|"Now you are the body of Christ and each one of you is a part of it. 1 Corinthians 12:27" Image source.|
From my point of view, there's an obvious answer: No, God doesn't believe it's wrong to use birth control. In fact, it's harmful to teach people that birth control is a sin- as evidenced by how much unnecessary stress was put on this woman in the name of God.
Basically, she's all worried over nothing.
But oh dear goodness, DO NOT say that to her.
I kind of cringed when I read her blog post, because it was so vulnerable, and there it was, on the internet, open to comments from random strangers. Of course there are going to be people who come by and say "this is ridiculous, just use birth control." Which is SO TOTALLY the wrong thing to say.
This woman needs empathy. She needs support from people. She needs to hear someone say "I know how you feel, and it is really hard." She doesn't need someone to challenge her beliefs- to force her into a position where she has to defend the belief that is causing her so much pain.
I'm a Christian, and she's a Christian, but (supposing I actually knew her) is there any way I could support her through this problem? I guess just be there, be a friend, and don't say a word about whether using birth control is a sin.
But really she needs more than that, right? She needs someone who actually agrees.
Or, to give another example, maybe someone at church asks for you to pray for her kid who decided to become an atheist. (Pray for them to become a Christian again, obviously.) Well, wait a minute. People have reasons for believing the things they believe, and I think we should respect that. What's the whole story here? Maybe this kid has already had a series of people- sent by their parents- come around to explain why the kid is clearly wrong, and not listen at all. I feel a lot of sympathy for someone who has to put up with that.
I am SO not on board with any attempts to force them to become a Christian.
But at the same time, you have to acknowledge the mother's feelings. She's really worried. Maybe she believes her kid is gonna go to hell. Aren't her brothers/sisters/siblings in Christ supposed to help and support her? But I can't.
There was one time in college when I, with a very serious tone, sat down with my best friend and confessed my sin of lust. How I had seen a hot guy in the robotics lab... and oh, what a struggle. And she was like "... so... what's wrong with that? It sounds totally normal." I had to explain to her why it was a sin. She seemed unconvinced. (And yes, she is a Christian.)
I don't know, maybe it was good for me to be reassured that my feelings were normal and not sinful at all. Maybe it was good that she didn't agree with my premise. At the time, though, I felt super-unsatisfied with our conversation.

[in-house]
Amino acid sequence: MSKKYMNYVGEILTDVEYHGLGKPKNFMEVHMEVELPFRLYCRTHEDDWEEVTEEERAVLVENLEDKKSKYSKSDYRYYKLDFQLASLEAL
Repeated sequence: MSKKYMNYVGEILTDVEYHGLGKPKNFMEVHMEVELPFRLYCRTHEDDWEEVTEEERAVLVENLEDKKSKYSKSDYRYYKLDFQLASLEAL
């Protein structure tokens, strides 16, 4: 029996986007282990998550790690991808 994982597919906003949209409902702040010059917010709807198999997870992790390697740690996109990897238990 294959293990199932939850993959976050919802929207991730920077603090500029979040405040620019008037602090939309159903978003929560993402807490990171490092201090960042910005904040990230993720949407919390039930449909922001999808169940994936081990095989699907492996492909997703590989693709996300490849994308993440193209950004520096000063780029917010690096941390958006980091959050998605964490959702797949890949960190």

I'm now living with my boyfriend, which is obviously one of the worst sins a person can commit. Last year, I was really depressed, overwhelmed with shame because of how dirty and bad I am- you know, according to purity culture, which I don't believe anymore.
I don't believe it anymore, but is there anyone who can tell me "No, God is not a God of shame. No, you are not dirty. No, God loves you." Is there anyone?
I'm certainly not going to go looking in a church. People would respond by explaining to me why God says it's wrong to have premarital sex- which, you may notice, has absolutely nothing to do with my situation or the kind of support and empathy I need from other Christians.
I'm starting to think Christians actually can't support each other. We don't have enough in common. Being a Christian just means you believe Jesus is Lord (or maybe you have a slightly different definition of Christian, that's fine) and for everything else, different Christians may have completely different views.
I don't want to say people have to agree on everything in order to love and support each other. But at least if you have some kind of problem along the lines of "I believe XYZ, therefore I am doing ABC, but it's so tough," you probably need a friend who also believes XYZ, or at least won't tell you "well of course you're having problems, you're completely wrong about XYZ."
(Certainly there's a place and time for that- helping people get out of beliefs that are harmful to them- but you don't want to push someone into a situation where they have to argue and defend the ideas that are hurting them, when what they really need is compassion. And it's DEFINITELY not okay to use their problems against them, as evidence that XYZ isn't true. NOT OKAY.)
I used to believe in a set of doctrines that were "the Christian view" on various issues, and I could assume all Christians agreed, or else they weren't real Christians (or maybe they just needed someone to correct them about the proper Christian beliefs). It was so easy- we all agree that these things are right, and we help each other live them out and fight for them.
But that's not true, and what can we even do? Divide Christians up into various groups- conservative, progressive, etc- and assume you'll only be able to get support from those in your own group? What about the body of Christ? The eye cannot say to the hand, I don't need you.
But what can we even do?